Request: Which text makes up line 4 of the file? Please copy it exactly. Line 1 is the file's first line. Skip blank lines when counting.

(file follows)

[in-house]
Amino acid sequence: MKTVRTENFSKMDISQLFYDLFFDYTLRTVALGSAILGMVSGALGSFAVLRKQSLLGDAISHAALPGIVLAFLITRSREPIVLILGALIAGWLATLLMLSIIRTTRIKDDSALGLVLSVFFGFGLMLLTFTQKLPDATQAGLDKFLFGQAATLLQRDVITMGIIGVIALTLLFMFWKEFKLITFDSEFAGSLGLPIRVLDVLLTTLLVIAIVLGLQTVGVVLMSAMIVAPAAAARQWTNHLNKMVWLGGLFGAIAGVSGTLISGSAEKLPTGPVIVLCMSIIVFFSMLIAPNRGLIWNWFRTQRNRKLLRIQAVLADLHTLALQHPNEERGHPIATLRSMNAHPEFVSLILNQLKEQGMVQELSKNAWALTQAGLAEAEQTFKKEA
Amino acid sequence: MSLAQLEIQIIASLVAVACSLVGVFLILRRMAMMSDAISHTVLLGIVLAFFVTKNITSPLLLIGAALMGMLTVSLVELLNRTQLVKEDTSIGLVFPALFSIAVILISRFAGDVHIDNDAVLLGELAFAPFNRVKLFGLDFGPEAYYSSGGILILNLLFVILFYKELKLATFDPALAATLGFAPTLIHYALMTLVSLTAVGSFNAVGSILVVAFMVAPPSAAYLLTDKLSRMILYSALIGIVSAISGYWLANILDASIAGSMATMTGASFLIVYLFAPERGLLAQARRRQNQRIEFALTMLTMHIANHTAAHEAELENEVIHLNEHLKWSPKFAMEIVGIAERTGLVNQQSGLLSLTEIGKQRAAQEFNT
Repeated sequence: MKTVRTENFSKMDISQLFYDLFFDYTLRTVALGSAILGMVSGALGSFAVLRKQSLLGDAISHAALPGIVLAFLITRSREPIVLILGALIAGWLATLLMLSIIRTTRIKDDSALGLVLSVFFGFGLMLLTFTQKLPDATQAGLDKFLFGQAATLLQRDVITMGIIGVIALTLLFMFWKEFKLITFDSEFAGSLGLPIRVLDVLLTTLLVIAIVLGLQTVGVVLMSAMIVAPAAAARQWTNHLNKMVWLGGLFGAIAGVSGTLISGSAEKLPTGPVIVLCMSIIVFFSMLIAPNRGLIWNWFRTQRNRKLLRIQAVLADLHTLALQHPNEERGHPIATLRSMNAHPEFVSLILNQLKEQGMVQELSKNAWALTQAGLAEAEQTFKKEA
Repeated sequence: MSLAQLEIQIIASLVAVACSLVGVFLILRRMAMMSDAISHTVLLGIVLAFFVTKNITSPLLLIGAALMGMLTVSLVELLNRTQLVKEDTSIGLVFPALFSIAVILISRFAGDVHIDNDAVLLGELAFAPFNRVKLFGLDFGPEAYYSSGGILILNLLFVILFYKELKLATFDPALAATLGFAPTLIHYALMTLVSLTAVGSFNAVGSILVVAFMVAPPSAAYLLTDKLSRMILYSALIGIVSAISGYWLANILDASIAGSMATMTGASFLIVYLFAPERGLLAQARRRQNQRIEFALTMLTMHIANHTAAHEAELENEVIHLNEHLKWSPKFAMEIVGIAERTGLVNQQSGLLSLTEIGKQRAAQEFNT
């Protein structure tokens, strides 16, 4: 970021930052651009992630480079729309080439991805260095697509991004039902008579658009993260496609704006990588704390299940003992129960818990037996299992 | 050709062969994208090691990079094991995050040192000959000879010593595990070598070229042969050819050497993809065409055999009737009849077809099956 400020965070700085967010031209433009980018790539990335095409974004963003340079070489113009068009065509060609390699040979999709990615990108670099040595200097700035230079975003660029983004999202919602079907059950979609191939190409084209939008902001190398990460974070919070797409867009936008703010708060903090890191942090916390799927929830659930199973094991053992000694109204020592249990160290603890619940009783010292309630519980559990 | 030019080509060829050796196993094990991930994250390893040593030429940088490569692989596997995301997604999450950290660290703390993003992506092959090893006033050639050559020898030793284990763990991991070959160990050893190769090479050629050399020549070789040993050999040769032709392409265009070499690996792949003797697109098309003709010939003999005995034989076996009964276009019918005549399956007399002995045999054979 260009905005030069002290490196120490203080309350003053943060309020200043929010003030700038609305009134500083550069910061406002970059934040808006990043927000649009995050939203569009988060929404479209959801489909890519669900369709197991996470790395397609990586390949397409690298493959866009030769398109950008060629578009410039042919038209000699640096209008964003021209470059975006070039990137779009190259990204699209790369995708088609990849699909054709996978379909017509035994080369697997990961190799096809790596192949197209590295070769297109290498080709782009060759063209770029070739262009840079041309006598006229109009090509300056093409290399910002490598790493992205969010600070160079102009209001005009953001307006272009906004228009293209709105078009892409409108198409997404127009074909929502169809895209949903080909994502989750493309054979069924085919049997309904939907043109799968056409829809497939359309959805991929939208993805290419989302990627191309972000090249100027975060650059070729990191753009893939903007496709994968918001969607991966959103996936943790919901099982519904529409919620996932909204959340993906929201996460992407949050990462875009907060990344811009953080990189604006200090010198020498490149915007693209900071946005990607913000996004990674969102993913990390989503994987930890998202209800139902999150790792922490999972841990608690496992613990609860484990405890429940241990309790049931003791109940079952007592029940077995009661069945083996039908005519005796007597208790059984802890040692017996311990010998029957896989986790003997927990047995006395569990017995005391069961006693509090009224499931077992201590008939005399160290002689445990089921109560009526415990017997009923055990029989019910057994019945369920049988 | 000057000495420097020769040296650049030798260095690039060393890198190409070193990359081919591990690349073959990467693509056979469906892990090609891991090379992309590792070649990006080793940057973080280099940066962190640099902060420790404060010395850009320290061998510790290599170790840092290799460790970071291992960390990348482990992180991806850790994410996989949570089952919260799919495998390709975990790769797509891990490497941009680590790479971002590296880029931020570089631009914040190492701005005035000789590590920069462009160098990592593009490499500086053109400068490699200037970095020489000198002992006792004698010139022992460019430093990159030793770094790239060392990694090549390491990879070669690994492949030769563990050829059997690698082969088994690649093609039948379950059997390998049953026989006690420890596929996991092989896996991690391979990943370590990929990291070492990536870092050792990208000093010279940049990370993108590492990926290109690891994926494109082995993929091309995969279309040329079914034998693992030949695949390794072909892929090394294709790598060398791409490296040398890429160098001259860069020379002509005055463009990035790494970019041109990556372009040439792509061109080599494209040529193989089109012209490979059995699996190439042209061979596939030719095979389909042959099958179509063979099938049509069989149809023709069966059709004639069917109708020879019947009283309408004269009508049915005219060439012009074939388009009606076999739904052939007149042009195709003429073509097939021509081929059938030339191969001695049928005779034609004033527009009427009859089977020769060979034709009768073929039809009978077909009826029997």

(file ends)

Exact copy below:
Repeated sequence: MKTVRTENFSKMDISQLFYDLFFDYTLRTVALGSAILGMVSGALGSFAVLRKQSLLGDAISHAALPGIVLAFLITRSREPIVLILGALIAGWLATLLMLSIIRTTRIKDDSALGLVLSVFFGFGLMLLTFTQKLPDATQAGLDKFLFGQAATLLQRDVITMGIIGVIALTLLFMFWKEFKLITFDSEFAGSLGLPIRVLDVLLTTLLVIAIVLGLQTVGVVLMSAMIVAPAAAARQWTNHLNKMVWLGGLFGAIAGVSGTLISGSAEKLPTGPVIVLCMSIIVFFSMLIAPNRGLIWNWFRTQRNRKLLRIQAVLADLHTLALQHPNEERGHPIATLRSMNAHPEFVSLILNQLKEQGMVQELSKNAWALTQAGLAEAEQTFKKEA